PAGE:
Trash night was instinct. Trash night was ours. Trash night with nothing we knew we owned. Trash night because. Fuck a sun. Trash night.
One time when I was eighteen, I was on the main drag downtown, pumping three bucks’ worth of gas into my little Honda Celica. This car full of boys my age was at the pump behind mine. I couldn’t help but notice them—they had their radio turned up too loud, all the windows were rolled down even though it was a hundred degrees out, and they were all laughing and pushing each other and making a big fun thing out of the nothing of getting gas. One of them came over to my car, a soaped up squeegee in hand, and immediately went to work on my windshield wipers. I played along, charmed, and drove away smiling. The next week I passed by the same corner and thought of them. But the memory dissolved in an instant because there they actually were, at the pump again, the same group of boys, the same pump. As I waited in traffic for the light to change, the windshield squeegeeing boy ran into the middle of the road toward my car, calling out,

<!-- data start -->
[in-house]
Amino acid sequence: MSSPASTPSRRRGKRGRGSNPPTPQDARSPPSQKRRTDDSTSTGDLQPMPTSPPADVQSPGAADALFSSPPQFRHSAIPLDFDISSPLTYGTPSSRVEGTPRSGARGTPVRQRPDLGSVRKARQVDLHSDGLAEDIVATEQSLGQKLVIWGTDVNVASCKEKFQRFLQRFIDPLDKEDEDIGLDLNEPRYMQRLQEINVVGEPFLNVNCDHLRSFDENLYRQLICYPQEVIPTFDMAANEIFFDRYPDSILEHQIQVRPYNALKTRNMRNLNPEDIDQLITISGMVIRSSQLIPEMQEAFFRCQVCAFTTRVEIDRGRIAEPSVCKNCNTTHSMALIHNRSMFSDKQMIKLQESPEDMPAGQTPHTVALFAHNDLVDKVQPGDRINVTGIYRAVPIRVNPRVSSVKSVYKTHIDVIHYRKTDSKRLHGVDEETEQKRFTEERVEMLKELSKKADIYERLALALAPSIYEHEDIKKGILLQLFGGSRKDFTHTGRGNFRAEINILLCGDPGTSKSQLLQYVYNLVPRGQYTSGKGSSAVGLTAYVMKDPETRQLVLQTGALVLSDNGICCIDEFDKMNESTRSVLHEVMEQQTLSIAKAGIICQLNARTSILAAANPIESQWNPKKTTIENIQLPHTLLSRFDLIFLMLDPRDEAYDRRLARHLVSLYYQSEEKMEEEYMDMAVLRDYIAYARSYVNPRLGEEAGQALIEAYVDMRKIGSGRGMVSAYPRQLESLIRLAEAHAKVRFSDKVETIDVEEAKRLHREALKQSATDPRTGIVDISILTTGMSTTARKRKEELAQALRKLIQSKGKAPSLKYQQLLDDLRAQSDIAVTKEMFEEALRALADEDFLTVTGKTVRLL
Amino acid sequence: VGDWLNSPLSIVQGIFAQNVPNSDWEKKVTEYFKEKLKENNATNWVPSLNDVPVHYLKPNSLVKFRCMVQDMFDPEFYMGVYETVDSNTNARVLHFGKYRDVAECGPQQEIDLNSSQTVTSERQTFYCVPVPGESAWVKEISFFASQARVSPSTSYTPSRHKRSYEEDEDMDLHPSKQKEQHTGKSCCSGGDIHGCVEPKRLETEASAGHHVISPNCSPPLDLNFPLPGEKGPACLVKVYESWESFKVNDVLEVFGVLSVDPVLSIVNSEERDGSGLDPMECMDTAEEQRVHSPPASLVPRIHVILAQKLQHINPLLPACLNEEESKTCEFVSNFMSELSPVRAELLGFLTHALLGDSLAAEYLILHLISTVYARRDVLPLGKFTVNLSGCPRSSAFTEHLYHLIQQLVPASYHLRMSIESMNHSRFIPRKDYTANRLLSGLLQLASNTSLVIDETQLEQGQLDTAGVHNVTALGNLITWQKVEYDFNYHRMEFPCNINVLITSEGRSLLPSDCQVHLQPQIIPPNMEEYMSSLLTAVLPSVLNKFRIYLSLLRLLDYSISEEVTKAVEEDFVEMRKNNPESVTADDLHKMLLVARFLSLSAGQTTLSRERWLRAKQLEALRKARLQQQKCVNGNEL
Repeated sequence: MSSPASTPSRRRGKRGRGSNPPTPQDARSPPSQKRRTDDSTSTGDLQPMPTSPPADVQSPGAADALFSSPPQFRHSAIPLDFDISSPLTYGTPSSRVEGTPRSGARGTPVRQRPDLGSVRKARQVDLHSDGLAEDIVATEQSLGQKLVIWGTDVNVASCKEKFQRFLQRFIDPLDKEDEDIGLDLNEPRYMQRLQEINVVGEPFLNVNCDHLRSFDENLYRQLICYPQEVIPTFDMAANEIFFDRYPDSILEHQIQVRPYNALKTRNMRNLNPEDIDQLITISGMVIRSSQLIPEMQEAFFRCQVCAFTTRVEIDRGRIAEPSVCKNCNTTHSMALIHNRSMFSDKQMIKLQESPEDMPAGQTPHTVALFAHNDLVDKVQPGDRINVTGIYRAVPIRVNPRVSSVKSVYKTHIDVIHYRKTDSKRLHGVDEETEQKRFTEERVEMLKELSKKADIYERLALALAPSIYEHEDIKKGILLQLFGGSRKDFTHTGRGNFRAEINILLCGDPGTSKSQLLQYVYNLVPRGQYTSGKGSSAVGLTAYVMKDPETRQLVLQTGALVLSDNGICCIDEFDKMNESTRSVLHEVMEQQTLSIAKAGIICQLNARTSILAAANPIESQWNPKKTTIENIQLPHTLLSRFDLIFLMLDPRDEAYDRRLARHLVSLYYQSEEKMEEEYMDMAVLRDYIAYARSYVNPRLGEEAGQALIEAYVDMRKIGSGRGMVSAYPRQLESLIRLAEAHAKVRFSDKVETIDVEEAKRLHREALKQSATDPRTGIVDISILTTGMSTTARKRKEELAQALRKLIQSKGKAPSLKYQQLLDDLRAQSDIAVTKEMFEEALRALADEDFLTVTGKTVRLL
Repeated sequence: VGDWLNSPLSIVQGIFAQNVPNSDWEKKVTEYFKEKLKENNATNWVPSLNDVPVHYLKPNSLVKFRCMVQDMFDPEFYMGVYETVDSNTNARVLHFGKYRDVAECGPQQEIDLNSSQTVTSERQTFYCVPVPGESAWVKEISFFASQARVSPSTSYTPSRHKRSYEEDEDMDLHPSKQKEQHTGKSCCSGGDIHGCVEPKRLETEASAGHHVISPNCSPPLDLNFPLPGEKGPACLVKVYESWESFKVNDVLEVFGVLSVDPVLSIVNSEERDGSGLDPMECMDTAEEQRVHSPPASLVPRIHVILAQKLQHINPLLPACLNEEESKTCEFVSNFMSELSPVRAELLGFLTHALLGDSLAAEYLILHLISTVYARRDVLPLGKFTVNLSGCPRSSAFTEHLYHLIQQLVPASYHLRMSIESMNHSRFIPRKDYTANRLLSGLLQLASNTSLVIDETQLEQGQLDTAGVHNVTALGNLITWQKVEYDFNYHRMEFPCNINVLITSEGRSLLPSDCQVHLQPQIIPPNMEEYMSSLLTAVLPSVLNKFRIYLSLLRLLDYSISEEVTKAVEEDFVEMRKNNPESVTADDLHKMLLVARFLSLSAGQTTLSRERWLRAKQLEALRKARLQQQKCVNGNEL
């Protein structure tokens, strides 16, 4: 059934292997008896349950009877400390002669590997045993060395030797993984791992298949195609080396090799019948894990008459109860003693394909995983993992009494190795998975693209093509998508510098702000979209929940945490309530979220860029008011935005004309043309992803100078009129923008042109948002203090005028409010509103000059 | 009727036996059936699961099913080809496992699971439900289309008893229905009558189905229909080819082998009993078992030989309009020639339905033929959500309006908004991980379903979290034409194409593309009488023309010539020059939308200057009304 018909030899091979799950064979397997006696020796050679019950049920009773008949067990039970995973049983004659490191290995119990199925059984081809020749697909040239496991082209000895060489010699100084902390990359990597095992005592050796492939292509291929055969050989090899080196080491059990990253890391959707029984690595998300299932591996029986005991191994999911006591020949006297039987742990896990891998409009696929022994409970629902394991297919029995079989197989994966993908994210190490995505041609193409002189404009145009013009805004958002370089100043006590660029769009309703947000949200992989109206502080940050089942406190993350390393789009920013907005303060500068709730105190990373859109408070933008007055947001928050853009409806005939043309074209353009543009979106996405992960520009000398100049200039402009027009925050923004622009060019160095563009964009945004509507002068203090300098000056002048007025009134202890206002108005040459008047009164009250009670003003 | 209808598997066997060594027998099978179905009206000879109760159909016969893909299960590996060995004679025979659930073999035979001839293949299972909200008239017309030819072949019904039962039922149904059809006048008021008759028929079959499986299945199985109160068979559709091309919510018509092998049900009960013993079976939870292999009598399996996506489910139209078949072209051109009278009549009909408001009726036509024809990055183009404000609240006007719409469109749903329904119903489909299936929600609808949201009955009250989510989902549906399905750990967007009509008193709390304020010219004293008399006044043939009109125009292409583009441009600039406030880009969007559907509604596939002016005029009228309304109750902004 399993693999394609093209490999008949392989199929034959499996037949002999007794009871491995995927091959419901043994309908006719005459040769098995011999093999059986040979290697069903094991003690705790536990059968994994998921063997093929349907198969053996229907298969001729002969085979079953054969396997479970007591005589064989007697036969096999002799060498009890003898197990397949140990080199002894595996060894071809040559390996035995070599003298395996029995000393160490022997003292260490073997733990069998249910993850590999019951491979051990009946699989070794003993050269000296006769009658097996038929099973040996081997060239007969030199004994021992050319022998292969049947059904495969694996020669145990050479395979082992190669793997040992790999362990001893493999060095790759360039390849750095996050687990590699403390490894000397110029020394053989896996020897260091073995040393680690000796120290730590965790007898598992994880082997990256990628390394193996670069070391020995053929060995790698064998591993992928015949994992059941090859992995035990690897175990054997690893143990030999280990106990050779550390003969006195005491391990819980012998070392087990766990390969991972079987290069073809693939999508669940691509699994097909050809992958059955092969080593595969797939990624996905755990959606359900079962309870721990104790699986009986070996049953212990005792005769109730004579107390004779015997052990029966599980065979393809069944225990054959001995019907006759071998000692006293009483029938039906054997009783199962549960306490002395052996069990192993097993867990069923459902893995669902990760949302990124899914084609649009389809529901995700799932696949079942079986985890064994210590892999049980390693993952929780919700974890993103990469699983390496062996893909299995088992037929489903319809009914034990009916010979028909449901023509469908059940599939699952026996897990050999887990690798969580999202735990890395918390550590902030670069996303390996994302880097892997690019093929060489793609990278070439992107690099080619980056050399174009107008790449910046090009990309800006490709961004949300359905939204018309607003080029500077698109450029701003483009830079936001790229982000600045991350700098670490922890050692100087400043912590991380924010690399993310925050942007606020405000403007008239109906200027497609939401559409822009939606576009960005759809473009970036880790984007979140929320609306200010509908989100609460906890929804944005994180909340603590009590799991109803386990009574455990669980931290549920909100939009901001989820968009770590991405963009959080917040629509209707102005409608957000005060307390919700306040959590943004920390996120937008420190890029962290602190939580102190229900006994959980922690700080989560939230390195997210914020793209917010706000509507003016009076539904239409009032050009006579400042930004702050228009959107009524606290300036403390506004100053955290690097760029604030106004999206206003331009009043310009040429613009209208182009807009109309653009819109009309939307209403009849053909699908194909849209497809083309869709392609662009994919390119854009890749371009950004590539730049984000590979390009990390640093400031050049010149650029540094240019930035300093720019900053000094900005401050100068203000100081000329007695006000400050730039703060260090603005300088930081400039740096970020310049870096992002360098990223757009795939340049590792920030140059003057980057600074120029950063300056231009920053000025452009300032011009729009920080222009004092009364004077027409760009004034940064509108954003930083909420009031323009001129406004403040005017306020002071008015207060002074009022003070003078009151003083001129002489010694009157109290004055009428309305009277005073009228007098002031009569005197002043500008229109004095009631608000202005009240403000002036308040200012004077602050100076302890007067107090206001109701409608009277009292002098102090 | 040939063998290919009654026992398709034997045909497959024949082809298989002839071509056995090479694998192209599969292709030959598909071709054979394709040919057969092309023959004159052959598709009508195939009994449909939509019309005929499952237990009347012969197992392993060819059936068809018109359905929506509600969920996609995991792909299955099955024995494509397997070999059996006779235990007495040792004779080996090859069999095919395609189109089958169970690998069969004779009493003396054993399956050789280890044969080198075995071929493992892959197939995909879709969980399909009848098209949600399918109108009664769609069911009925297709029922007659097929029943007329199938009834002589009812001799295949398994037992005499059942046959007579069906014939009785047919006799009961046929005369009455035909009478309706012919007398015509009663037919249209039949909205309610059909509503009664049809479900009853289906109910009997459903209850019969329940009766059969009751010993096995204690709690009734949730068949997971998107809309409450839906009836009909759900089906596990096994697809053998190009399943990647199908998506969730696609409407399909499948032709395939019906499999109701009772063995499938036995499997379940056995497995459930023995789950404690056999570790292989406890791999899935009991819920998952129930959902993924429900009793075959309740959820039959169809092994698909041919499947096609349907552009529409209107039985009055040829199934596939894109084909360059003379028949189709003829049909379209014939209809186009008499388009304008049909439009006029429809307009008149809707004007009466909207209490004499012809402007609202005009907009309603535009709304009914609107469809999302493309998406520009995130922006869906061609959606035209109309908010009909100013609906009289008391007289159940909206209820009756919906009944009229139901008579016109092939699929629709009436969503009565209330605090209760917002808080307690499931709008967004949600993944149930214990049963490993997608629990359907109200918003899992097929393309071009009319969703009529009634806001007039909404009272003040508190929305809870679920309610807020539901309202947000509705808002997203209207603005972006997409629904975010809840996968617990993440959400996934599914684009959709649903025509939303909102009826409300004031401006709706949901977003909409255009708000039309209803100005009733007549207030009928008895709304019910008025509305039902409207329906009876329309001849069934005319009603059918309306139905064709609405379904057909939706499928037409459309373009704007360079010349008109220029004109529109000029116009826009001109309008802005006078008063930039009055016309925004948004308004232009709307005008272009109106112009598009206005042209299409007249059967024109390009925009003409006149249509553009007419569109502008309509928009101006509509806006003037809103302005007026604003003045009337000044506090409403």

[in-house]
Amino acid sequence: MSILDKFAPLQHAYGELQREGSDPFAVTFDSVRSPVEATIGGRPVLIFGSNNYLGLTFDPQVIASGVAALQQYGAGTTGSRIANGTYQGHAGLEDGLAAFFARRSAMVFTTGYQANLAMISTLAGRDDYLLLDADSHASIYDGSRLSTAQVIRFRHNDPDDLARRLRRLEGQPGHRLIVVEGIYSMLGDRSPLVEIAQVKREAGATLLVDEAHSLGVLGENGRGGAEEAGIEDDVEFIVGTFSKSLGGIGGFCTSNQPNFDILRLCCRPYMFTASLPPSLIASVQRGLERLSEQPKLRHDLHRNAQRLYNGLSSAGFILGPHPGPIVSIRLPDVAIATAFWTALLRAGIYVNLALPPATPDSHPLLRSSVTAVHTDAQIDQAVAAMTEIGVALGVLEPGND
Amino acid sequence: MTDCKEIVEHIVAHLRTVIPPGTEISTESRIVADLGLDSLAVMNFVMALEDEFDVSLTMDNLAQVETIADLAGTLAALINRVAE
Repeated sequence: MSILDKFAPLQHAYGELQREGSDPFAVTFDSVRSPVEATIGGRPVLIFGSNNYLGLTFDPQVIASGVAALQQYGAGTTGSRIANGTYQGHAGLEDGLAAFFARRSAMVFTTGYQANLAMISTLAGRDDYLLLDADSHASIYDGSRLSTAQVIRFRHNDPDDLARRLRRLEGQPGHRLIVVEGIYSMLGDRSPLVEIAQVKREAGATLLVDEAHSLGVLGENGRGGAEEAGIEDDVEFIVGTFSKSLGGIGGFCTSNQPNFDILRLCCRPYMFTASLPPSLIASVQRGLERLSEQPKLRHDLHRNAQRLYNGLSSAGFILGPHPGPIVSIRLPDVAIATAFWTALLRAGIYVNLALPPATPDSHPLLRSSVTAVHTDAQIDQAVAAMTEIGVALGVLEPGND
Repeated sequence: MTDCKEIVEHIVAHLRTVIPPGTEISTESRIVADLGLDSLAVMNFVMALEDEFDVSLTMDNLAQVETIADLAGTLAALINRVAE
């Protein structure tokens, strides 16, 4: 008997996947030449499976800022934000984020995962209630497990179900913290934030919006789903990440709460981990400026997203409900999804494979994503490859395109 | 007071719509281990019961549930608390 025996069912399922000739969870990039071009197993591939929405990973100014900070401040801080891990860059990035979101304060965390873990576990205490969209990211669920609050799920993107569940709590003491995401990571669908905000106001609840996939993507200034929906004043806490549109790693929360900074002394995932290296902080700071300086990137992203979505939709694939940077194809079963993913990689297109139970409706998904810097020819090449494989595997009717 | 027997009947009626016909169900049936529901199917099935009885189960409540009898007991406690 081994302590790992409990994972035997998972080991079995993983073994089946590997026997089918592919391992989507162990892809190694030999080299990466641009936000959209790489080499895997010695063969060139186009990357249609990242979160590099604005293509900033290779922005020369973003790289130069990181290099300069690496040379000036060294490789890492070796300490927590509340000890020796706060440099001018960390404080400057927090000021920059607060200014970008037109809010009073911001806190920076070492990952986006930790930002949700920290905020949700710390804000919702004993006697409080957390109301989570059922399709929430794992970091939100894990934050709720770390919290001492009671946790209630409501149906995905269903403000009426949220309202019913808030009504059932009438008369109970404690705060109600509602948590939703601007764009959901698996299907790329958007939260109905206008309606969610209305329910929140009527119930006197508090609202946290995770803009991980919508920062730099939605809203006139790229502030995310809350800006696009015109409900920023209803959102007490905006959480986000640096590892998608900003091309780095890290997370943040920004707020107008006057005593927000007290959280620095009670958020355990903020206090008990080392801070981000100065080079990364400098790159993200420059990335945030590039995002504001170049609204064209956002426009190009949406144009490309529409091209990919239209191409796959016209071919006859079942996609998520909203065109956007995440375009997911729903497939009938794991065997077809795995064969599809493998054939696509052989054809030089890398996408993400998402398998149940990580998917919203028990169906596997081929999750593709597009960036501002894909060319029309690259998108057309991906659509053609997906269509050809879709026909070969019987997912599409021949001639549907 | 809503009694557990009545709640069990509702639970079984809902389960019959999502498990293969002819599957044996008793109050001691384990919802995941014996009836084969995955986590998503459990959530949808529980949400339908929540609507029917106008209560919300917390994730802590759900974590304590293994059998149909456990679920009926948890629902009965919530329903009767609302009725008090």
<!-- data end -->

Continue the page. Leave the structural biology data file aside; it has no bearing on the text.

It’s fate! It’s fate! You never know, he could be right. I handed him a pen and he wrote his number on my arm. The next day I drove out to see him in Cherry Valley, forty miles in the wrong direction, in the middle of goddamn nowhere. That evening, we went out with his best friend, a boy who was soon to leave for the military. They bought me into their plans that night to do what they always did, something it seemed they were already nostalgic for because this might be the last time they ever got to do it. They wouldn’t tell me what it was, but I could tell it was something raucous yet solemn, fucked up, yet sweet. At around midnight, we climbed into the back of his friend’s van and hit the streets.
A piercingly beautiful story by Tyler Barton captures all the magic of that night. My memory of it all dissolved when I read Barton’s story because, for an instant, there they actually were, the same group of boys doing the same exact thing. Barton is a superb writer, one of my favorites, and ‘Late Teens on Trash Night’ is one of his finest pieces of work.